FIG. 7 shows a display device utilizing the scannable microlaser source of FIG. 1.
The invention provides scanning imaging methods and apparatus that employ microlasers in a scanning mode as the illumination source, advantageously exploiting the high brightness or radiance of the laser. The invention preferably includes an array of microlaser sources like that depicted in FIGS. 1A and 1B.
Referring to FIGS. 1A and 1B, a preferred practice of the invention uses an N×M array 10 of microlasers 12, where N and M are typically in the range of 500 to 1,000, although other values can be used. Such microlasers can be, for example, low threshold electrically-pumped vertical-cavity surface-emitting diode lasers. A two-dimensional microlaser array of this embodiment is contained on an integrated circuit fabricated by AT&T Bell Laboratories, Murray Hill, N.J. The lasers emit light perpendicularly to the surface of the chip. Each square centimeter of the chip contains approximately two million individual lasers.
Current microlaser arrays consist of two interference mirrors formed by alternating layers of aluminum arsenide and gallium arsenide, around a 10-nanometer thick active region of indium gallium arsenide, all grown on a gallium arsenide substrate. This structure is covered with a gold electrical contact and etched by chemically-assisted ion beam lithography to form cylindrical lasers. The threshold current required to induce lasing is approximately three kiloamperes per square centimeter. See Ozberkmen, "New Micro-Lasers Make Debut," Optics News, October 1989, p. 30.
A preferred practice of the invention utilizes a microlaser source array 10 in which the individual lasers have diameters of between one to five micrometers, as indicated in FIG. 1B. A five micrometer diameter laser is well suited for an ophthalmoscopic application for illuminating the eye, while a one micrometer diameter provides enhanced throughput matching for the resolution of microscopy. In a typical embodiment, the microlasers are two micrometers in diameter on centers two micrometers apart, so that a 512 by 512 array, for example, is approximately one millimeter square. Those skilled in the art will appreciate that a 512×512 array can be imaged to provide a level of resolution compatible with current TV, and that proposed high-definition television (HDTV) standards will require a 1024×1024 array.
The microlaser array is preferably incorporated in conjunction with one or more lenses L, as shown in FIG. 1B, in scanning laser configurations as depicted in FIGS. 1C-4. The embodiment shown in FIG. 1C includes laser scan drive 16 for energizing the lasers of array 10. The microlasers can be energized sequentially, for instance, so that the array is scanned in a conventional TV raster fashion, at TV scan rates. The array is imaged on the object 18 to be illuminated, thereby providing raster illumination of the object. Light 19 emitted from the object, by reflection, scatter or transmission, is then detected by detector 20 and the detection signal, carried on line 21, is displayed synchronously with the array scan, to provide a video image on a monitor or other image output device 22 driven by SYNCH signals provided by drive 16 on line 24.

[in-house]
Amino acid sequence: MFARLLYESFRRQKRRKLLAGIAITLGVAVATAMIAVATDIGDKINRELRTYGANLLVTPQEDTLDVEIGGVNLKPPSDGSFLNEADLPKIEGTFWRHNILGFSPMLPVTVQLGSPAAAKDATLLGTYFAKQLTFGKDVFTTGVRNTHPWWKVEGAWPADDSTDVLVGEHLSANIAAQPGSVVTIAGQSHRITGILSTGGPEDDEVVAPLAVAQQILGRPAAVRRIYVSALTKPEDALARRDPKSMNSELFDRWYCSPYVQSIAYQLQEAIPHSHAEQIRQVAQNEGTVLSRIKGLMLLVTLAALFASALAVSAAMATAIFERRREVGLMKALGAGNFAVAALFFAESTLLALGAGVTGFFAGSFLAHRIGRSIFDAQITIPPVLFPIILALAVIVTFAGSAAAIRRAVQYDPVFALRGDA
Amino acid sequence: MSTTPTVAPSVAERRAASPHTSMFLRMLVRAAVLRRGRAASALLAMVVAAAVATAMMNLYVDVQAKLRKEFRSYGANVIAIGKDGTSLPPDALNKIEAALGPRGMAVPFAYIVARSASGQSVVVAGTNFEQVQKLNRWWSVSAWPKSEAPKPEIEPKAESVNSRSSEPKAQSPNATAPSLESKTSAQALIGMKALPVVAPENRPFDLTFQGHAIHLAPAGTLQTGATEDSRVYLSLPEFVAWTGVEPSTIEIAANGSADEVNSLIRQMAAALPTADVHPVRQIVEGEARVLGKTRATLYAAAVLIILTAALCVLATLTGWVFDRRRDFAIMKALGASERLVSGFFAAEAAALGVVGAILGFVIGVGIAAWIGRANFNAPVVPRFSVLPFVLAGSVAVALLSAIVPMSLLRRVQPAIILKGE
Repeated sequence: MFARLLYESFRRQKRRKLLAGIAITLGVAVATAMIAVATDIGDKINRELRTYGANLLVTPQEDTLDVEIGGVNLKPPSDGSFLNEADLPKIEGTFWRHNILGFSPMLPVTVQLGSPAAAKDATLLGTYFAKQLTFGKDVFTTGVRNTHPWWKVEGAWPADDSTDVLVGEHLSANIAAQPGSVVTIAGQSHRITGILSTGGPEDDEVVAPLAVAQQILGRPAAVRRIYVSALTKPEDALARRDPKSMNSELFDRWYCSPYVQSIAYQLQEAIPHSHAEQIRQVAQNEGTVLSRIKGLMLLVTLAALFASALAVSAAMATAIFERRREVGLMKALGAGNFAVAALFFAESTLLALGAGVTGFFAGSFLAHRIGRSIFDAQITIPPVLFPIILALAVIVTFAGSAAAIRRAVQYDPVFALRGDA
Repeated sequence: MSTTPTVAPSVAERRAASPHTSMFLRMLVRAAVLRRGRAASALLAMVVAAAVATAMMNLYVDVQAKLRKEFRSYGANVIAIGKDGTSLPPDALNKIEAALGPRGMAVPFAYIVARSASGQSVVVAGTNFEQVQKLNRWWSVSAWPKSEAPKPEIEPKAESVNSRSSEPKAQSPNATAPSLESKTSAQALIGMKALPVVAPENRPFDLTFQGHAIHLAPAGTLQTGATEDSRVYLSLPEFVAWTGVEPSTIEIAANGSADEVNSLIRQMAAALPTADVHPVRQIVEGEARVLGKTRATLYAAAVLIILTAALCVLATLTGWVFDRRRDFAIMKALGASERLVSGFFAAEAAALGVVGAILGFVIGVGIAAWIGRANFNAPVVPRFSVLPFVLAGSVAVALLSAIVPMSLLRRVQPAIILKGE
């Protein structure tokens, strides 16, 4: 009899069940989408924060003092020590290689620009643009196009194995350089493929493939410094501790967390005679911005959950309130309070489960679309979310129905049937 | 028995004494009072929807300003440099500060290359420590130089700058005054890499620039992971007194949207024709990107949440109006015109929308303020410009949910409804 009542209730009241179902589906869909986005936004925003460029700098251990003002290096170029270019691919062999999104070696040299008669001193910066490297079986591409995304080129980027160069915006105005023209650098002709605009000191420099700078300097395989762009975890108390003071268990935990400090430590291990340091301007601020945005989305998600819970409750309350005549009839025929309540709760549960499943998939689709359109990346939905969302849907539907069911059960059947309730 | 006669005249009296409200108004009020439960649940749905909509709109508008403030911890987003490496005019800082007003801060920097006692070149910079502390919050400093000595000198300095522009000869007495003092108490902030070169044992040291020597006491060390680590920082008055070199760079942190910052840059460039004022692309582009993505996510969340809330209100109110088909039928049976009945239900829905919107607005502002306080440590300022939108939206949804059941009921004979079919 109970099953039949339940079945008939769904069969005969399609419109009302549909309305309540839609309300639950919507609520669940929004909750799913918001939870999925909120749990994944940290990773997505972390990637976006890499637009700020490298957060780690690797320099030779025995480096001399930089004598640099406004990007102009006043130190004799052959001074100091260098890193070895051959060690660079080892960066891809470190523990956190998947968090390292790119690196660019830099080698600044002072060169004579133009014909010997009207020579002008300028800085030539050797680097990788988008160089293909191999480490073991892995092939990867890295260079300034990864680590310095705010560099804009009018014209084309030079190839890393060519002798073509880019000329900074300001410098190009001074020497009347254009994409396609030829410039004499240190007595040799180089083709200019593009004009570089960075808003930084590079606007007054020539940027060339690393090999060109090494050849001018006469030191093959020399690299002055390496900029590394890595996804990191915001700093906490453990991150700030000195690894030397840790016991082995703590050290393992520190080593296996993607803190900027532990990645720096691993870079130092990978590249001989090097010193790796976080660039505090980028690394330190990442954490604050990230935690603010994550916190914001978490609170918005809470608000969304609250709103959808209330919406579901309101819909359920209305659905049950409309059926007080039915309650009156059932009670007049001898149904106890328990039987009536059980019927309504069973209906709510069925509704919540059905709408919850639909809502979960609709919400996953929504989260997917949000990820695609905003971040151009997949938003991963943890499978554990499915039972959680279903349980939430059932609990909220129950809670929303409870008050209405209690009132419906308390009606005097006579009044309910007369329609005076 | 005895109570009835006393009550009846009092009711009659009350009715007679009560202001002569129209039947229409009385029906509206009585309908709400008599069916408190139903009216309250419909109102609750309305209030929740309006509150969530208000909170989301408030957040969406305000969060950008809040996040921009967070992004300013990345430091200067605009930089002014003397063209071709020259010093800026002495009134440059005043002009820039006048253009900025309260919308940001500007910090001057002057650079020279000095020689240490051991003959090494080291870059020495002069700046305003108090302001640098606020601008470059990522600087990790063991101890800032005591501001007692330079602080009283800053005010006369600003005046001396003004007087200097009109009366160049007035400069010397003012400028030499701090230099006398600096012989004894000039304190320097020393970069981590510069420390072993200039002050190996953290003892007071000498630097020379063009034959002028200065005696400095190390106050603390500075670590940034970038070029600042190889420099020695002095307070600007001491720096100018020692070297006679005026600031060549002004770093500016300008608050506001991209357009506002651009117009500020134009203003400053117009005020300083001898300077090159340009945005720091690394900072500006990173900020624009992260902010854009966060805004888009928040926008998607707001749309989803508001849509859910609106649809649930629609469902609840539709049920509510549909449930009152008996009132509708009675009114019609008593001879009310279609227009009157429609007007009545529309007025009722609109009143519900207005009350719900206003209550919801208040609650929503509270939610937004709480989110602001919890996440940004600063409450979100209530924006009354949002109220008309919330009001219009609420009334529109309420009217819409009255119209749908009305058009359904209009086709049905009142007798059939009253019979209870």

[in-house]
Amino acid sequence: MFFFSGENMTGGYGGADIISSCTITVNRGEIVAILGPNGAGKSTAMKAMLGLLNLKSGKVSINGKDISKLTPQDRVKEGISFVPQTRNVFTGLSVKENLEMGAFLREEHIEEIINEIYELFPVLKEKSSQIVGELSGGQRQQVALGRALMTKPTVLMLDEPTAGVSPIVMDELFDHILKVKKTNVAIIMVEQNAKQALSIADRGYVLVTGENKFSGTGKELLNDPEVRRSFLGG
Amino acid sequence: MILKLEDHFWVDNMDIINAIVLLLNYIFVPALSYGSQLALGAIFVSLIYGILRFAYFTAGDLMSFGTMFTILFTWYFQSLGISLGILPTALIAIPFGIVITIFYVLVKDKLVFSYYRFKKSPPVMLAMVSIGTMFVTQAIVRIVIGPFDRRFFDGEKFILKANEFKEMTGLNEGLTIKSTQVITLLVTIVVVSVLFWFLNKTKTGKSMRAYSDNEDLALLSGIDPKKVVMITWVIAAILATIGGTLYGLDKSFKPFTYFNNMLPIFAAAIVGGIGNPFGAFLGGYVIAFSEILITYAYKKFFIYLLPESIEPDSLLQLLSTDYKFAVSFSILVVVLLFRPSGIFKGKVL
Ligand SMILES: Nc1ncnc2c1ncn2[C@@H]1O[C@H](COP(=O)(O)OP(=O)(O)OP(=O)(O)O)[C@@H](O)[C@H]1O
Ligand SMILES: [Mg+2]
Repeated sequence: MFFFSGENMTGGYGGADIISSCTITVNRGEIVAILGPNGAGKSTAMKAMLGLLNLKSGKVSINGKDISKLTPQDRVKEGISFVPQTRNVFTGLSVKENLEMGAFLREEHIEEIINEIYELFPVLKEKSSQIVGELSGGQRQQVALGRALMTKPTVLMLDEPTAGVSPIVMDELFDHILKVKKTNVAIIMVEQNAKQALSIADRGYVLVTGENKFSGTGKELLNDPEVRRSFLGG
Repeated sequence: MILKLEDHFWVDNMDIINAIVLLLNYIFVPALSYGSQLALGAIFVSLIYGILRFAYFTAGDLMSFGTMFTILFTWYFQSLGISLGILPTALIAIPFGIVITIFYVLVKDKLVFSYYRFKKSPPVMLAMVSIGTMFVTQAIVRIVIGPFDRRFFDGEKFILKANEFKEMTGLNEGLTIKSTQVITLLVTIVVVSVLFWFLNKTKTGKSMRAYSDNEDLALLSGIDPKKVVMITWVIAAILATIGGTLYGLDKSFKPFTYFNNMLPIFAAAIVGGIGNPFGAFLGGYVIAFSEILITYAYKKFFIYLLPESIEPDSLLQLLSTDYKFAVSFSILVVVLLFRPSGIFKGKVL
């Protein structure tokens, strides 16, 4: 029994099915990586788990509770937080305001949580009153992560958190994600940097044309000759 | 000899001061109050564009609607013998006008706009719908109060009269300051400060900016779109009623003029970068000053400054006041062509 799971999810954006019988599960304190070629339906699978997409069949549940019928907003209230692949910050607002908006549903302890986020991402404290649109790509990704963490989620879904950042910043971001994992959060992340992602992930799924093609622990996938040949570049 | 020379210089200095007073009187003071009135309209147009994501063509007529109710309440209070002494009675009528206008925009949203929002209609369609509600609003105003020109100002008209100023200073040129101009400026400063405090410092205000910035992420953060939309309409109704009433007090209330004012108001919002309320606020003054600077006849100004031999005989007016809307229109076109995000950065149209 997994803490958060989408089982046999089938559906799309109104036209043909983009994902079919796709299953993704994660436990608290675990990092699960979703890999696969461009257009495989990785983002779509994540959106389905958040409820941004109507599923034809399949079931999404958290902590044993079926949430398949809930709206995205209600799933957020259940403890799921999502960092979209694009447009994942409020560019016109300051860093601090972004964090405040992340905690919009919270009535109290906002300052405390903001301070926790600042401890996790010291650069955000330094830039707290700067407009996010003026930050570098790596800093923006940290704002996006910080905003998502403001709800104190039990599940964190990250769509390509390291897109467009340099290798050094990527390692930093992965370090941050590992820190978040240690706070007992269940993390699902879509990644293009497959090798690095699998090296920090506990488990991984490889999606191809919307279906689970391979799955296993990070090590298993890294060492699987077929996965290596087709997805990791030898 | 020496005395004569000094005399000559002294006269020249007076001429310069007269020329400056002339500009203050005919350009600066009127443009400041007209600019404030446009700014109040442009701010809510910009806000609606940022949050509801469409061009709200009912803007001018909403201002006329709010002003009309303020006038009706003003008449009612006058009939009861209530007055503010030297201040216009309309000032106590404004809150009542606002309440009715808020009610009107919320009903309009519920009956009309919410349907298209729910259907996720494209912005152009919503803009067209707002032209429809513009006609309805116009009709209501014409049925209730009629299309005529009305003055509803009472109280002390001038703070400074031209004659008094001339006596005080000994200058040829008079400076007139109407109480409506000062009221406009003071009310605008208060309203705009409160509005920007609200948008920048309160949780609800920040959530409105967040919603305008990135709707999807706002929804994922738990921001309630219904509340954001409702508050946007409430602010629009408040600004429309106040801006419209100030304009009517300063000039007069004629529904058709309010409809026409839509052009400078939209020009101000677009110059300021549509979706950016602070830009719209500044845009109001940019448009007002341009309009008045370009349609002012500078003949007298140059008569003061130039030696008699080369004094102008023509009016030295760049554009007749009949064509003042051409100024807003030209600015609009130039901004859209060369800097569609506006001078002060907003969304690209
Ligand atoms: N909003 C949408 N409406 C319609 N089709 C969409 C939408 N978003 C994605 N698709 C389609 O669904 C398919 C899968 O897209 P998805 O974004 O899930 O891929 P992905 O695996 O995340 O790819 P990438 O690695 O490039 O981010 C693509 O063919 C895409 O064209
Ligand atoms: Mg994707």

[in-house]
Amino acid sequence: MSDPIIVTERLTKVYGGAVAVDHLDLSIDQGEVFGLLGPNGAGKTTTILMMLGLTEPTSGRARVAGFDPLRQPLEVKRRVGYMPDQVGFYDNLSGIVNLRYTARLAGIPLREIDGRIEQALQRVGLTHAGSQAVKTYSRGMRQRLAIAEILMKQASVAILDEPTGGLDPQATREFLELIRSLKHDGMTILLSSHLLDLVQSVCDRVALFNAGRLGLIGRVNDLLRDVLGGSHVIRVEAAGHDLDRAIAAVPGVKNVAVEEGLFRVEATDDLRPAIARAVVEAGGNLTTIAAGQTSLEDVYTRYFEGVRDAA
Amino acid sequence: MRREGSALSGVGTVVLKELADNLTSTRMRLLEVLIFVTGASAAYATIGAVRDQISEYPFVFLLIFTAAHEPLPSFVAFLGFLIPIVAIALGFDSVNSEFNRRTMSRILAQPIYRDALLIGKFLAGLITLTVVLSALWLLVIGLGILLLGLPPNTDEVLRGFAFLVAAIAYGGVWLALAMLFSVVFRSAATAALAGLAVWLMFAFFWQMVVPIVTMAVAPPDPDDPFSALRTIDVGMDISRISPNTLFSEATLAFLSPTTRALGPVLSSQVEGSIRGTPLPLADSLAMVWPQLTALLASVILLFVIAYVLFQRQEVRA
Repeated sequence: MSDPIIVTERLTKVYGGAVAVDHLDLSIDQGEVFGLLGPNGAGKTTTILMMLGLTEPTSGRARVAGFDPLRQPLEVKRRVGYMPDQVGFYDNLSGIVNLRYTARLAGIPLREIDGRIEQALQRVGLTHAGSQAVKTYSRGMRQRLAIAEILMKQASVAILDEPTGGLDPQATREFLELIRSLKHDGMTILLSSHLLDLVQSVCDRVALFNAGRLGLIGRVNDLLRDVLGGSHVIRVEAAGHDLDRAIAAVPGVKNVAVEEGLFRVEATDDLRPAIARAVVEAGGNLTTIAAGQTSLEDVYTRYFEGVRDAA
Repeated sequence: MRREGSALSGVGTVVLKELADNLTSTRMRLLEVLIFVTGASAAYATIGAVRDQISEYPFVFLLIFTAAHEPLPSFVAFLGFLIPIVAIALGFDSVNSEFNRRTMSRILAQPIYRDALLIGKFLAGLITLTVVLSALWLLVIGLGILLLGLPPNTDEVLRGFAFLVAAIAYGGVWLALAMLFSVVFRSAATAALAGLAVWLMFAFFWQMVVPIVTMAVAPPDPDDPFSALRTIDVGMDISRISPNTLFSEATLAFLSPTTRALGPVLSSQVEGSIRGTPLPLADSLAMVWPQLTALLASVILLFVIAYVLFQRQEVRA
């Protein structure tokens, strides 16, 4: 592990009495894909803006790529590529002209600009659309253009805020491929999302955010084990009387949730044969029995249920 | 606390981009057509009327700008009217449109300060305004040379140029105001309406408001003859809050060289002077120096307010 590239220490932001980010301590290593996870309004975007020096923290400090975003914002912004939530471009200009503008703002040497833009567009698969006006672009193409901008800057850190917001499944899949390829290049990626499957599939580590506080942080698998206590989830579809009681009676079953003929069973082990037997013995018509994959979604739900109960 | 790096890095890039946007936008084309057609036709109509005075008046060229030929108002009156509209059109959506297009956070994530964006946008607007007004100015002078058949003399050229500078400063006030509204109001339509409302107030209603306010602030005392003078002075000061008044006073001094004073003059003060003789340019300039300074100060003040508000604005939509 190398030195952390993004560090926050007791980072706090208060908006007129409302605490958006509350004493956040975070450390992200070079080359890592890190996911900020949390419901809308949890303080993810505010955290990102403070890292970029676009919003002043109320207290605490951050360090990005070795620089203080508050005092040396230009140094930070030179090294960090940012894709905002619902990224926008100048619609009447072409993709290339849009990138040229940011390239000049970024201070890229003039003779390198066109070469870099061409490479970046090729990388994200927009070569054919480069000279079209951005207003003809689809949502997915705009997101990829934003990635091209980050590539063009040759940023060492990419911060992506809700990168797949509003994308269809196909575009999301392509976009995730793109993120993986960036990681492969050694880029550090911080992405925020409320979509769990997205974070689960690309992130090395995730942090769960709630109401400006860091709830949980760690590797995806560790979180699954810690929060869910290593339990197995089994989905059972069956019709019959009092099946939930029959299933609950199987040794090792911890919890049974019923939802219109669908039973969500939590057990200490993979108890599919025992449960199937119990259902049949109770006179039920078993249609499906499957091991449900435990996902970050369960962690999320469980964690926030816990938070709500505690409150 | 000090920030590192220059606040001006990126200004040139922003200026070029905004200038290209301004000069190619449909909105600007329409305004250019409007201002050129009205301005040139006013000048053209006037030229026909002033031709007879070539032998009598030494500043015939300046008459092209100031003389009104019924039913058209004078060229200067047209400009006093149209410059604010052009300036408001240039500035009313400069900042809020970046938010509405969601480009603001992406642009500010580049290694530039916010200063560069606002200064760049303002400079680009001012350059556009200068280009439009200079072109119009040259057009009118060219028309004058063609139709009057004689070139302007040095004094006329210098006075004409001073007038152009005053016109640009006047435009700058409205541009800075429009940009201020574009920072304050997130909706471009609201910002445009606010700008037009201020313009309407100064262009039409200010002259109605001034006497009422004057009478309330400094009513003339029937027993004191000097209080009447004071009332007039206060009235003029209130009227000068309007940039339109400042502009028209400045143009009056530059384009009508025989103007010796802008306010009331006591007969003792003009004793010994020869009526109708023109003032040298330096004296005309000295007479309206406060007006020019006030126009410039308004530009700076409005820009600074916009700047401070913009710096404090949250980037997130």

Illumination and imaging apparatus in accord with the invention can be configured in reflection or transmission modes. In particular, FIGS. 2 and 3 depict reflection embodiments, while FIG. 4 shows an implementation utilizing light transmission.
In the embodiment shown in FIGS. 2 and 3, lens L directs light from scanned source array 10 onto the object plane OBo, and light reflected from the object is directed to detector 20 by beam splitter S. The confocal configuration depicted in FIG. 3 employs a lens L' to direct light reflected from the object onto discrete regions of a detector array 20' configured in a manner discussed below.
The transmission embodiment depicted in FIG. 4 employs lens L1 to direct light onto the object plane OBo, and light transmitted through the object is collected and directed by lens L2 onto the detector array 20.
Referring again to FIG. 1C, the sequential raster scanning provided by scan drive 16 can be varied in accord with a preferred practice of the invention, to provide random access excitation of the microlasers, while maintaining the above-described optical characteristics of the system. A selected random access excitation permits selected object points to be illuminated more often than others, thus increasing dynamic range by avoiding brighter areas, and accommodating problems of light bleaching.